The National Basketball Association has a reputation for being the most innovative of the major professional North American sports leagues. That’s mostly out of necessity: the NBA was founded long after the others, and had to spend decades catching up to its entrenched counterparts in baseball and football. It was the first league to turn its all-star game into a 3-day weekend loaded with events, the first to draw a significant portion of its revenues through merchandising, and the first to consciously develop its most marketable players into global media superstars. The international approach is working, too. The league broadcasts to every populated continent, everywhere from Poland to Mongolia. In the 1970s, rosters were almost uniformly American. Today a quarter of active players are from outside the United States, hailing from 37 countries.
Like other major sports leagues, television comprises a key part of the NBA’s business strategy. When television first made the transition from luxury item to ubiquitous staple of everyday life, some professional sports team owners balked at broadcasting their games. After all, why on Earth would you give the product away to people sitting at home instead of charging them to attend the game? Eventually, team owners figured out that a) they could reach scores of TV viewers for every ticket-buying fan, and b) that makes it more than worth it to sell to the middlemen (i.e., advertisers) instead of to the fans directly. Add the hassles of going to a game– time spent getting there and back, finding an expensive offsite place to park, probably encountering an aggressive drunk or two at the stadium or arena—and within a few years it had become clear that watching games on TV would be the primary way that most fans would consume what sports leagues were selling.
Second Fiddle on the Sporting Landscape
In North America, the NBA flourishes but does not dominate. Revenues are about half those of the highest-grossing sports league in the world, the National Football League, not that the two leagues are necessarily in competition. Still, one of the largest differences between the leagues is the origin of their disparate revenue. The NFL’s television contracts are famously lucrative, and are signed exclusively with national networks. The NBA broadcasts 277 regular-season games nationally per year, plus 90 or so playoff games. In the 2017-2018 season, NBA TV aired the most regular-season games with 106 followed by Disney's (DIS) ESPN (87), Warner Media's (TWX) TNT (67), and ABC (17).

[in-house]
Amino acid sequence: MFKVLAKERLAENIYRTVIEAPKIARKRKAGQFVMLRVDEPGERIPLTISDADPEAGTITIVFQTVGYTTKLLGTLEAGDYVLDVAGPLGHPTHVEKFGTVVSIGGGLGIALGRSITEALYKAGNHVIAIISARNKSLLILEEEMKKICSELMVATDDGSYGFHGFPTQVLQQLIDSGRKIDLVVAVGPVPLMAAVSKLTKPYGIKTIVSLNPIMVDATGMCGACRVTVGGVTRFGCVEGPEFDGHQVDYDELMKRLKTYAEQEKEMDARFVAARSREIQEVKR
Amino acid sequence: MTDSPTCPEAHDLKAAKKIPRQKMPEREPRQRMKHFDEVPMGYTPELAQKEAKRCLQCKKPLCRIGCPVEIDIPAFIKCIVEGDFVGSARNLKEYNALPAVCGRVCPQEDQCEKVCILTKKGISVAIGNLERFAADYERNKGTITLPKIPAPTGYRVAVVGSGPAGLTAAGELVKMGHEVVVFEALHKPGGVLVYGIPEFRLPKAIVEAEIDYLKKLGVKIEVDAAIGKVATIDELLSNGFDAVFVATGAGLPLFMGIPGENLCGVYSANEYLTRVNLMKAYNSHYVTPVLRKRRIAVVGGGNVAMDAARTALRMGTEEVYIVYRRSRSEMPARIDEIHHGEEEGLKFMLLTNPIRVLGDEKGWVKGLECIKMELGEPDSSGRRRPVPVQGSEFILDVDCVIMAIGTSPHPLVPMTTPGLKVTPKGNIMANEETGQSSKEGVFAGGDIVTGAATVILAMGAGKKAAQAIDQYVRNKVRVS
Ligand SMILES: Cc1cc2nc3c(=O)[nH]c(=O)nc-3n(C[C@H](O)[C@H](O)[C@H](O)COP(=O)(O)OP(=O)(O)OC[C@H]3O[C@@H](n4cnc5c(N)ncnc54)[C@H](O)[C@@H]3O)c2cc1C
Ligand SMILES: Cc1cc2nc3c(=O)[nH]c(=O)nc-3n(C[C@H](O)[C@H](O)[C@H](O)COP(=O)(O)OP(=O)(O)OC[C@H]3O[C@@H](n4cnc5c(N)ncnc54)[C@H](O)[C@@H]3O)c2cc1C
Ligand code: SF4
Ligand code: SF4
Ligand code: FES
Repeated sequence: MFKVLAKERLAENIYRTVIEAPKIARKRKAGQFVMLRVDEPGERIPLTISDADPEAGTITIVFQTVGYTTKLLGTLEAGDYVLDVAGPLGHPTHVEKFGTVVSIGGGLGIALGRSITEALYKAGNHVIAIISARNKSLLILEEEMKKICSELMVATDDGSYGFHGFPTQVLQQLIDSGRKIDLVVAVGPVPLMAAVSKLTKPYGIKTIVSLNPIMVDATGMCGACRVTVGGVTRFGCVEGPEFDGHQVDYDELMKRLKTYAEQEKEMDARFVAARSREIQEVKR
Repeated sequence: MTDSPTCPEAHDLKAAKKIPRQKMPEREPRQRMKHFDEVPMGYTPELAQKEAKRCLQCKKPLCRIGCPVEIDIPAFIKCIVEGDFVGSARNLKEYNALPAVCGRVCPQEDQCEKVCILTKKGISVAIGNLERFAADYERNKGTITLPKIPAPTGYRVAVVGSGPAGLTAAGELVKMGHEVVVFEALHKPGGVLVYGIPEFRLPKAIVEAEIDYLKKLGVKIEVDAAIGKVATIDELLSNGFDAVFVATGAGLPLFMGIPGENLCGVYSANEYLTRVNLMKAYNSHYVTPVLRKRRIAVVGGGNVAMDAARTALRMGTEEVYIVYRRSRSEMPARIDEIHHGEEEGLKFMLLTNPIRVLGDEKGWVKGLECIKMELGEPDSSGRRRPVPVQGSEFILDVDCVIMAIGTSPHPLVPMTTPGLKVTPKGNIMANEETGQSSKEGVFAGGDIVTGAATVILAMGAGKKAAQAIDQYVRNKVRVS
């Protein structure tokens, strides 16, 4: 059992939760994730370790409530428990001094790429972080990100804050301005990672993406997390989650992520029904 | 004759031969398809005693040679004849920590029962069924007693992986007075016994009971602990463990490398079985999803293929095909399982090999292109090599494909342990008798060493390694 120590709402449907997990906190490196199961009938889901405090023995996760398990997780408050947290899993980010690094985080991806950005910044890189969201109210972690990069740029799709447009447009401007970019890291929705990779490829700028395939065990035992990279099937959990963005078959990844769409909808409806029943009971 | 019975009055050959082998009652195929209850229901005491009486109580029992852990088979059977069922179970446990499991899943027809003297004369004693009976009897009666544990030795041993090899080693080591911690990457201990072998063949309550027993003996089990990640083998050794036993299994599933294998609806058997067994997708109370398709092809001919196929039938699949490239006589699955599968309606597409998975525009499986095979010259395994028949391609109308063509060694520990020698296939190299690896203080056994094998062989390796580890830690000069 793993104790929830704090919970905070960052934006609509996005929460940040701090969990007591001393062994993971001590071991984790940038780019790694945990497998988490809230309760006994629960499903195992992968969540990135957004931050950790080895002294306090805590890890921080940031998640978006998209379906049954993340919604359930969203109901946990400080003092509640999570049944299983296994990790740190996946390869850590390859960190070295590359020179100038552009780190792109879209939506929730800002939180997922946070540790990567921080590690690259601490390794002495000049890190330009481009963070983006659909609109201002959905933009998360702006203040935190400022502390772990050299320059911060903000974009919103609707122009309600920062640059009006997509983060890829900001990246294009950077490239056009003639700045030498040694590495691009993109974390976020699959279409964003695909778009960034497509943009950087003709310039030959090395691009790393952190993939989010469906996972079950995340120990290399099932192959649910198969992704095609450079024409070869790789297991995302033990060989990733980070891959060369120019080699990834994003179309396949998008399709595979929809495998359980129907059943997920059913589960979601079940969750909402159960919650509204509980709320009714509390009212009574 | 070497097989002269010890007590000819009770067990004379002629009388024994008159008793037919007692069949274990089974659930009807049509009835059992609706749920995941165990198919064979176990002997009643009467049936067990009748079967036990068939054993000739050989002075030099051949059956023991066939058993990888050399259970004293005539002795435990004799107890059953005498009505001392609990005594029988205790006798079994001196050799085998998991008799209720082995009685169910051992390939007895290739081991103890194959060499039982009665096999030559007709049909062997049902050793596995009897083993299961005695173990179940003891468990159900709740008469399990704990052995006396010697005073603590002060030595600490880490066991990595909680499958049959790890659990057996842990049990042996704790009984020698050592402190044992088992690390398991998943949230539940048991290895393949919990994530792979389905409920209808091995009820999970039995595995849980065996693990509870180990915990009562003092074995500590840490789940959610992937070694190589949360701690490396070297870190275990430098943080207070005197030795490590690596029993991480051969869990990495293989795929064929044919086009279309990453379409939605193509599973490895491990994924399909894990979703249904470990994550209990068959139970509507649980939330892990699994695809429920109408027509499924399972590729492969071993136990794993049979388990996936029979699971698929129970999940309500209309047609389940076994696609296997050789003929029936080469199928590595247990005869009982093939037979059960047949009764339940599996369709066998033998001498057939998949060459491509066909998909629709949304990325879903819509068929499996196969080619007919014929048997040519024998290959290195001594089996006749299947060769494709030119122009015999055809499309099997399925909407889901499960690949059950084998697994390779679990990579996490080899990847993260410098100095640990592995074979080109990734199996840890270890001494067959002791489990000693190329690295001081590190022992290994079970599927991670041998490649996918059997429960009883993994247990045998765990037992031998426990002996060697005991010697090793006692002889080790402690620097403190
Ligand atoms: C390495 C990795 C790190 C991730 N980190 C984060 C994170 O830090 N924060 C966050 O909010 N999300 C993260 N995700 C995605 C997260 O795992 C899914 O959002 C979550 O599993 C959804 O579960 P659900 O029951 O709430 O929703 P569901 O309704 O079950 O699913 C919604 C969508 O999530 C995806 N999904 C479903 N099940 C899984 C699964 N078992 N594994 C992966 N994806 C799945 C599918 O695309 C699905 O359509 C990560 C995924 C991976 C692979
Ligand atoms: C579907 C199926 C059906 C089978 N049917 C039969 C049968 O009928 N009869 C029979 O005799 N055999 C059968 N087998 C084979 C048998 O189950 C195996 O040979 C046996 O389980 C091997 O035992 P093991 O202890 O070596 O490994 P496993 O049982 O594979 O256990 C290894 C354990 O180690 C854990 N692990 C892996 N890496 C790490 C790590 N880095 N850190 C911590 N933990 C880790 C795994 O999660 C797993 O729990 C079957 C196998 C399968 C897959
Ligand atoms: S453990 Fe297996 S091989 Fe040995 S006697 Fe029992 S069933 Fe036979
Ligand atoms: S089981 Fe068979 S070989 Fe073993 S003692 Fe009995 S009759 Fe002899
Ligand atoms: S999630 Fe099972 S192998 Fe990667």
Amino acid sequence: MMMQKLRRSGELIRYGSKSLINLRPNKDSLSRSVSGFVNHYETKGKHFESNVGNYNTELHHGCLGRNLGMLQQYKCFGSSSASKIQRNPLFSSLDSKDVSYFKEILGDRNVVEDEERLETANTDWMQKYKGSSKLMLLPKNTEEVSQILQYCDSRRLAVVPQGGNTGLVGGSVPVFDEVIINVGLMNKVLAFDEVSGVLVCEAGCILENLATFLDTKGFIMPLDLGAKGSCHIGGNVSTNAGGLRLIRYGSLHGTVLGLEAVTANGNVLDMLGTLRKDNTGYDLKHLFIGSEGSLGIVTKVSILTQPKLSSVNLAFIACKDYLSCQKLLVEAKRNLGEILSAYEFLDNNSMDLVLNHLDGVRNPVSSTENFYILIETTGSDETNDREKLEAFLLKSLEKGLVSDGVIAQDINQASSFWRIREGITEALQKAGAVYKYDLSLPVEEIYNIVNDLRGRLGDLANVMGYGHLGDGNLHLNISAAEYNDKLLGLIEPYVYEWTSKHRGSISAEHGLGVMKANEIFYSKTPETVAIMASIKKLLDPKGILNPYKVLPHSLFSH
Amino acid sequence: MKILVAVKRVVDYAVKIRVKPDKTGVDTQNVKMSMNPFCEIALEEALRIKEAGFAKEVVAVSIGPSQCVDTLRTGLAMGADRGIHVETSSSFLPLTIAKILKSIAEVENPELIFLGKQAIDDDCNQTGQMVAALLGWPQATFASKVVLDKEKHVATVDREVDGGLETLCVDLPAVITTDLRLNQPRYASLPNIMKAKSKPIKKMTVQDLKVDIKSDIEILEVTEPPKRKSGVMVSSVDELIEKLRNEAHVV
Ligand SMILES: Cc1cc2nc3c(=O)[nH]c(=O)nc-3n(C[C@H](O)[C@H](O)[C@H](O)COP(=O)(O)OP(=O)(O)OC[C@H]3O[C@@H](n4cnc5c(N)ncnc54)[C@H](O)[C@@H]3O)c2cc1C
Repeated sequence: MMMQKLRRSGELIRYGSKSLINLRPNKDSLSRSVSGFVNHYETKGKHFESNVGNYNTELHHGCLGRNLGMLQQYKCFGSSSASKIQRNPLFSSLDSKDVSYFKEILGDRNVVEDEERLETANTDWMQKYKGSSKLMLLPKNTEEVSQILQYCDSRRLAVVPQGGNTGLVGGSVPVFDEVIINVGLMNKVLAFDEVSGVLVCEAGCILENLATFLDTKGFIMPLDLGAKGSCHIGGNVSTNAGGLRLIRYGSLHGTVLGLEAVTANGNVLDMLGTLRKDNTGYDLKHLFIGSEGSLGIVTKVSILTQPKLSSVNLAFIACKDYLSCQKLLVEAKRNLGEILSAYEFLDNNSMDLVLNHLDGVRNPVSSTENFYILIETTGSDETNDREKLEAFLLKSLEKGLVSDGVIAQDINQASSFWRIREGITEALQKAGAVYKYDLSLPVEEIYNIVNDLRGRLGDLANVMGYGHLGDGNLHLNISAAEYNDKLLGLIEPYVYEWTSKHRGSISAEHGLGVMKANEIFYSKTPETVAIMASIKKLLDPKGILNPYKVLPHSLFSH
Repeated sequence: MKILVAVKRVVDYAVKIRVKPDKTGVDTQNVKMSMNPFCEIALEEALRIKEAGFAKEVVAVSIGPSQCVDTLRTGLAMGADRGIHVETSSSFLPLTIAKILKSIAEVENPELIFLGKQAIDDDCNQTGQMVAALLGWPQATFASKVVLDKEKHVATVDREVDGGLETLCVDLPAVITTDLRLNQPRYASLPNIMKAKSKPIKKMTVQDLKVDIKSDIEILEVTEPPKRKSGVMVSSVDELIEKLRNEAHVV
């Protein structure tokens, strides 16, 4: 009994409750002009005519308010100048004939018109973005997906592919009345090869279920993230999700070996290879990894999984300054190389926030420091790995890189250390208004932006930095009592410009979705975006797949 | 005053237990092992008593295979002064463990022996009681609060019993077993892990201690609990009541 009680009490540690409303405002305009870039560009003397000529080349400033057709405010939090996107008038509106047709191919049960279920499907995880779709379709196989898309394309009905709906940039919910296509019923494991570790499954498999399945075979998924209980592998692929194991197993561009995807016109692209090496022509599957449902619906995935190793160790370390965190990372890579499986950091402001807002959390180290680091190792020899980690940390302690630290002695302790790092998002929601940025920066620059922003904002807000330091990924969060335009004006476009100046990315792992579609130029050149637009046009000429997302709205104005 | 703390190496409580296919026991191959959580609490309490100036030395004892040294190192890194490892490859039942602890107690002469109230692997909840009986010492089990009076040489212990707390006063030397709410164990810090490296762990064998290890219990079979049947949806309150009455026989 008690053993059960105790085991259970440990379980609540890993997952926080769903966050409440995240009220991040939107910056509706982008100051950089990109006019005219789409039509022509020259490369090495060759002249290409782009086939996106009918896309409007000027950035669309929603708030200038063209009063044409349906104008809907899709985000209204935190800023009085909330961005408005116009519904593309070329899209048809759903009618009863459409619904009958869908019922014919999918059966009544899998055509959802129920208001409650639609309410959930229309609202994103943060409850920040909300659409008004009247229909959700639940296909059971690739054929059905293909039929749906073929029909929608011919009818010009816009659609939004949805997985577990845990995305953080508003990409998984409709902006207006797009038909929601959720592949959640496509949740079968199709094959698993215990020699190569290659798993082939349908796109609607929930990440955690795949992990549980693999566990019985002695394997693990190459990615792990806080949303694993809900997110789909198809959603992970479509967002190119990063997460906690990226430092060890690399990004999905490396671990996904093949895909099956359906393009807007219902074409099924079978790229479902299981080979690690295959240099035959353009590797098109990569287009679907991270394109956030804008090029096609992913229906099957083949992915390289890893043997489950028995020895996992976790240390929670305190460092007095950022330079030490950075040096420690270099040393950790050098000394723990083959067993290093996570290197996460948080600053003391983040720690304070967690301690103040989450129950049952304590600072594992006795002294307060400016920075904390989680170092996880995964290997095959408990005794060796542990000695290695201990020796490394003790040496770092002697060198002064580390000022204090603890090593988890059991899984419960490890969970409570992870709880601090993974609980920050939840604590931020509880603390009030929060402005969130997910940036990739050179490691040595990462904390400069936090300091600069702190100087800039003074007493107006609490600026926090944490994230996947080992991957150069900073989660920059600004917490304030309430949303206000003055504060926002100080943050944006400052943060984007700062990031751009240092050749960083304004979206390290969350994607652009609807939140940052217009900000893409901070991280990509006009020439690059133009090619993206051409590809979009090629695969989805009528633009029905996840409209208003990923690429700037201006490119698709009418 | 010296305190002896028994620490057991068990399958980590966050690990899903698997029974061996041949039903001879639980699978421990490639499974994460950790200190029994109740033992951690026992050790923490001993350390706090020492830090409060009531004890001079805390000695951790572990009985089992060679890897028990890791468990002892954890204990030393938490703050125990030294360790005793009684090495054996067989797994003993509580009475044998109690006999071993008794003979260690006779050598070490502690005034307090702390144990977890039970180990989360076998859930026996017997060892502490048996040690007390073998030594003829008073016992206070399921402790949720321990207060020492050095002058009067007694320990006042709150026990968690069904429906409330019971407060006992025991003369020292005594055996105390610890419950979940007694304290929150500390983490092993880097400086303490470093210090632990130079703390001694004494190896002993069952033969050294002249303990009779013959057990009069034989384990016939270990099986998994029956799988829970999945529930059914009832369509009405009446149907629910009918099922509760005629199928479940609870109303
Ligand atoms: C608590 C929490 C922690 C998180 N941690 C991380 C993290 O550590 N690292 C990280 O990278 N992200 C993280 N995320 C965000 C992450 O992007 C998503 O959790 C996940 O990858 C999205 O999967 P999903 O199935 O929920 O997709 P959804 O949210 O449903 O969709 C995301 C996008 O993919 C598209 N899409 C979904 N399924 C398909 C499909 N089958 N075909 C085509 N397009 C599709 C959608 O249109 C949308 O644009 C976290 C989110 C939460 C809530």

TV accounts for most of the NBA’s revenue. In 2014, TNT and ESPN re-upped their contracts to an estimated $2.6 billion per season. Even with a total of 400-odd active players making an average of close to $5 million annually, national TV contracts generate enough revenue to cover salaries and then some. However, those national contracts still leave 1078 regular-season games unaccounted for. Filling in that gap, local TV contracts can gross between $120 million and $150 million annually.
There’s another major contributor to NBA revenue, and unlike the others, this one corresponds to something tangible. Merchandise accounts for well over a billion dollars annually, and for the first time in the NBA's history, in the 2017-2018 season, teams wore advertisements on their jersey. On average, jersey patches cost teams $9.3 million annually. There is also a serendipitous function of the sport itself: colorful tank tops can double as casual or workout wear, whereas football jerseys are impractical on the street. (The same goes for baseball button-ups, and hockey jerseys for that matter. And the less said about the feasibility of wearing an authentic NASCAR fire suit while doing everyday activities, the better.)
You Make Your Money Going In
As the NBA’s popularity increases, team values grow far out of proportion. NBA teams are not sold that frequently, but when they are, records break every time. Over the last decade, the average sale price of a team has tripled. Granted, that’s largely due to a single outlier: the 2014 sale of the Los Angeles Clippers, who went for an unprecedented $2 billion. Even discounting that sale, the remaining prices show that NBA owners and prospective owners clearly expect revenues to augment even further in the next few years.
The NBA has moved past Major League Baseball as the second-most popular sport in the United States. That will happen when World Series games take 4 hours to play and feature interminable breaks in what’s generously referred to as “the action”. But with average TV ratings under 4.0, pro basketball still has plenty of room to grow domestically. That’s to say nothing of the growth potential overseas. The NBA doesn’t disclose all its revenue by country, but the league did take in $150 million in China in 2012.
The Bottom Line
Basketball games are quick, often clocking in at barely over 2 hours. They’re accessible, with an average of 7 games a night televised during the regular season (and available via the NBA’s League Pass TV package, which millions of people buy at $200 per season). And as pure entertainment goes, they’re about as incredible an athletic spectacle as one could want. With the NBA enjoying an effective worldwide monopoly on elite pro basketball, future growth is all but a given.